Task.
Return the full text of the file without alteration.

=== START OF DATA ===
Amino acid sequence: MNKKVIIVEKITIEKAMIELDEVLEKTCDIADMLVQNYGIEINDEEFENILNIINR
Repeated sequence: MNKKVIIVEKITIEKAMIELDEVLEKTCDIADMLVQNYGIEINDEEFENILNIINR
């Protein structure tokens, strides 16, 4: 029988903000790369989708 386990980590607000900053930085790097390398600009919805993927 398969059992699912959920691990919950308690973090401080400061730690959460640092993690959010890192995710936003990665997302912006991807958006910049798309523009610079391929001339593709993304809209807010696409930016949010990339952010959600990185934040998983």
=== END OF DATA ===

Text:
Amino acid sequence: MNKKVIIVEKITIEKAMIELDEVLEKTCDIADMLVQNYGIEINDEEFENILNIINR
Repeated sequence: MNKKVIIVEKITIEKAMIELDEVLEKTCDIADMLVQNYGIEINDEEFENILNIINR
């Protein structure tokens, strides 16, 4: 029988903000790369989708 386990980590607000900053930085790097390398600009919805993927 398969059992699912959920691990919950308690973090401080400061730690959460640092993690959010890192995710936003990665997302912006991807958006910049798309523009610079391929001339593709993304809209807010696409930016949010990339952010959600990185934040998983």